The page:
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OUR PICKS: PATRIOTIC SUMMER READING

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by Joe Lugara and Cynthia Tavlin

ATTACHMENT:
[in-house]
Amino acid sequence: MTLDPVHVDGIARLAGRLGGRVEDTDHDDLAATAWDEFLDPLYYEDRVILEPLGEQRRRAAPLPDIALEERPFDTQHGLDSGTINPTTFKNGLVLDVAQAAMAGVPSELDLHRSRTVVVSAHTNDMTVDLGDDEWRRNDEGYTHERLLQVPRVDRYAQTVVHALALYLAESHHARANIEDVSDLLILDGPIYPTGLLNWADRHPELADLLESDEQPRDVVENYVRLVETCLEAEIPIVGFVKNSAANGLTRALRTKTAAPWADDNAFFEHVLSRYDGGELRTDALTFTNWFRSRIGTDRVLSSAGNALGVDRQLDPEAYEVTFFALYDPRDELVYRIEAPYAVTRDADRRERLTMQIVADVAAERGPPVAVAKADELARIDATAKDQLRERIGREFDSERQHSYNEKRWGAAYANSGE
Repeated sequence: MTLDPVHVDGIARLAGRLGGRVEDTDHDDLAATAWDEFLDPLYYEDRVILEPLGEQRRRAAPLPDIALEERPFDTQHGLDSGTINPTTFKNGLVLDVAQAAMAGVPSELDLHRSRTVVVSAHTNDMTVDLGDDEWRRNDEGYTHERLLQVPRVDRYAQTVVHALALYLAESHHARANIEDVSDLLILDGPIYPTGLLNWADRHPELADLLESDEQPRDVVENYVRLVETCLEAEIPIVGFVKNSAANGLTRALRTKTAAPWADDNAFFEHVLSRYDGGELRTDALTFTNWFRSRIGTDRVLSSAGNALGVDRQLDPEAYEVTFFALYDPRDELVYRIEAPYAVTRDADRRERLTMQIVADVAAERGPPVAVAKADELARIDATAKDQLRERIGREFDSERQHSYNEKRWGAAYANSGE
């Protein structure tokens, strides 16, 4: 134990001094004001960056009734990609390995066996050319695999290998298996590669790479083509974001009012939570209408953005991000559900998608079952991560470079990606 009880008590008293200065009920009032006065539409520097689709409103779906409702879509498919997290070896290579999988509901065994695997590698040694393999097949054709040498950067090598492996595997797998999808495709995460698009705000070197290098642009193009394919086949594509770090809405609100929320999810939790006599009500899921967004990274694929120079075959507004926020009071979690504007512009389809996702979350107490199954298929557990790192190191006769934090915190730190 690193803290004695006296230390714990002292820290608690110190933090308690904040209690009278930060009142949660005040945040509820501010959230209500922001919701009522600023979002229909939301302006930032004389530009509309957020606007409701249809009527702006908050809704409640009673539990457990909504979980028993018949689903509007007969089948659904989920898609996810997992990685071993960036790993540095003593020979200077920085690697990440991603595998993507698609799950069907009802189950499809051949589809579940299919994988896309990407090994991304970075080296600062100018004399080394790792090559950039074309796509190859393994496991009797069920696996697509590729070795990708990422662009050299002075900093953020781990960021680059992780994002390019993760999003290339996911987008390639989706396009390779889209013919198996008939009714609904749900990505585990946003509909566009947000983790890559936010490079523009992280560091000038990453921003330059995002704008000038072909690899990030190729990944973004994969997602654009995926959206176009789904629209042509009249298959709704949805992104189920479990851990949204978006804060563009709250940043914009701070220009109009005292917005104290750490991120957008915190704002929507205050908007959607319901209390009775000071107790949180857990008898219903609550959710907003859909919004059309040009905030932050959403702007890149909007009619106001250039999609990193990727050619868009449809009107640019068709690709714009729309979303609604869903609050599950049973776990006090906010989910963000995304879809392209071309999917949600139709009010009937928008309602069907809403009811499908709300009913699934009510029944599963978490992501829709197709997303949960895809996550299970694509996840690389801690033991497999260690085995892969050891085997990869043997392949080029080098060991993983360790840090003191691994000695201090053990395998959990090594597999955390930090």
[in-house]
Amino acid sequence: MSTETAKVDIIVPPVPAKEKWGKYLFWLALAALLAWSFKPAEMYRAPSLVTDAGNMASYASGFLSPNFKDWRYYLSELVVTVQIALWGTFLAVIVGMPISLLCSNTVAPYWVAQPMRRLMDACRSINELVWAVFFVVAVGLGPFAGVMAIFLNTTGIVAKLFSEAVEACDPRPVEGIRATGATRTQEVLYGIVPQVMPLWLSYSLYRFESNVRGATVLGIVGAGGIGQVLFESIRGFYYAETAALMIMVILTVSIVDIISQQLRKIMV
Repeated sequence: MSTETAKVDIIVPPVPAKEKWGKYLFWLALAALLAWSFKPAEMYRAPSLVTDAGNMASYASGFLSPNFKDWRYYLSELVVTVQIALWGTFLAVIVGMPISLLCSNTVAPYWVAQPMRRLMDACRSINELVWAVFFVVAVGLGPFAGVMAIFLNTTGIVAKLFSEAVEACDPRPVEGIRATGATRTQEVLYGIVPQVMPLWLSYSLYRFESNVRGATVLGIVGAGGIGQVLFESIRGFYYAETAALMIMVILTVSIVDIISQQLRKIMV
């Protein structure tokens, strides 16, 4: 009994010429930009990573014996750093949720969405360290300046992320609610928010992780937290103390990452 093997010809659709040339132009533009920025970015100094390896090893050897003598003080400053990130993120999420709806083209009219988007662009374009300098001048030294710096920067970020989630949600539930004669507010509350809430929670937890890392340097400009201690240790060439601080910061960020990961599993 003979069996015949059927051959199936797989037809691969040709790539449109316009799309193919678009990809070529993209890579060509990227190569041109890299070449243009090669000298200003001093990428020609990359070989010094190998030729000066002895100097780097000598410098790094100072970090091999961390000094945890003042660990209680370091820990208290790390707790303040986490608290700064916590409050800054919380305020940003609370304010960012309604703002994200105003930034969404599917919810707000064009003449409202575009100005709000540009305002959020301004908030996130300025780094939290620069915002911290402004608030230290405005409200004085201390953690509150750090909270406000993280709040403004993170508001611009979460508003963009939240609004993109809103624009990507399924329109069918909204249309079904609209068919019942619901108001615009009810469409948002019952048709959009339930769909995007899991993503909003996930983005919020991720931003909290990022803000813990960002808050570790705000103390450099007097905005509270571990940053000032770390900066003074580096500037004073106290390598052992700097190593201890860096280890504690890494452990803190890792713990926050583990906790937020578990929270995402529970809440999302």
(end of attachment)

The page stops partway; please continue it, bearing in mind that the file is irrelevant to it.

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Sing Your Head Off “Good Songs That Have Stayed Good Songs” is Kathleen Krull’s apt definition for folk music and the standard she used for winnowing thousands of American folk tunes to a select group of 62 in the re-issued, I Hear America Singing!: Folk Songs for American Families (Alfred A. Knopf , $24.95). A treasure trove rich in American history and lore, the songbook includes familiar standards like“I’ve Been Working on the Railroad” and “Home on the Range”, as well as lesser known fare such as “Stewball”, a southern work song, and “The Frozen Logger”. In addition to the accessible arrangements for piano and guitar, the comprehensive collection features a brief history of each song’s origin: the popular cowboy ballad “Red River Valley”, for instance, originated in New York State as “The Bright Mohawk Valley”. Originally published in 1992 as Gonna Sing My Head Off, the songbook now includes a 23-song CD featuring various artist recordings of “The Erie Canal”, “Oh, Susanna!”, “Buffalo Gals” and other traditional tunes. Ideal for a family sing-along, the collection also makes a wonderful gift for young pianists and guitarists. Recommended for all ages. Small Town Fourth A pet parade, pitching pennies at the Kiwanis booth, Cub Scouts and fireworks. The pleasures of a small town Fourth of July celebration come alive in Happy Birthday America (Roaring Book Press, $15.95), a short and sweet picture book written by Mary Pope Osborne and illustrated by Peter Catalanotto. Best known by young readers as the author of the popular Magic Tree House series, Osborne wrote the spare narrative after attending a traditional July 4 event in southeastern Pennsylvania. Readers will be left with the feeling they’ve dropped in on any small town U.S.A. thanks to Catalanottos’s vivid and touching illustrations. Recommended for ages 2-8. America the Beautiful Renewed interest in the song many Americans wish was our national anthem has produced a variety of books from Lynn Sherr’s America the Beautiful: the Stirring True Story Behind Our Nation’s Favorite Song, to Barbara Younger’s Purple Mountain Majesties: The Story of Katherine Lee Bates and “America the Beautiful”. Artist Wendell Minor adds a unique edition to the mix, with the simply titled, America the Beautiful (Penguin Putman, $16.99), a breathtaking picture book depicting American treasures — from the Empire State Building to Pike’s Peak — all set to the lines of Katherine Lee Bates’ poem. In addition to several stanzas you probably don’t remember (O beautiful for heroes proved, In liberating strife, Who more than self their country loved, And mercy more than life!), the book contains a lot of extras for kids to pore over. Biographies of Bates and Samuel Augustus Ward (composer of the hymn the words were later joined to) are brief and informative, and a “A Sense of Time and Place”, four pages devoted to explaining each of the landscapes or monuments featured, provides a lovely conclusion. Recommended for ages 3 and up. — Cynthia Tavlin Don't Know Much About America? Who discovered America? A) Christopher Columbus B) Leif Eriksson C) Amerigo Vespucci D) The Pilgrims E) None of the above (The answer at the end of this review). Kenneth C. Davis, The New York Times best-selling author of the Don't Know Much About series of books for kids and adults, has turned his focus to U.S. shores in his new enlightener, Don't Know Much About American History (HarperTrophy, $19.99 hardcover, $6.99 paperback). Written for 8- to 12-year-olds, but suitable for use by just about anyone, Davis packs 217 pages with everything of significance, from the first hunter-gatherers to 9/11. Davis' text is very easy to read, not too long, and non-critical; he makes no attempt at any time to pass judgment, functioning instead as a chronicler, using facts, quotes, and portraits of various noted Americans, from Jefferson to Houdini. Highs and lows are both addressed — difficult subjects such as racism, 9/11, and HIV-positive teenager Ryan White's fight to stay in school are all handled directly and without moralizing. Terms (such as HIV and hijacking) are simply defined. Variously illustrated in black-and-white, with photos, contemporary cartoons, and historical illustrations. Answer: E) None of the above. Erik the Red was most likely the first European to reach the "New World", landing in Greenland in the year 982. — Joe Lugara


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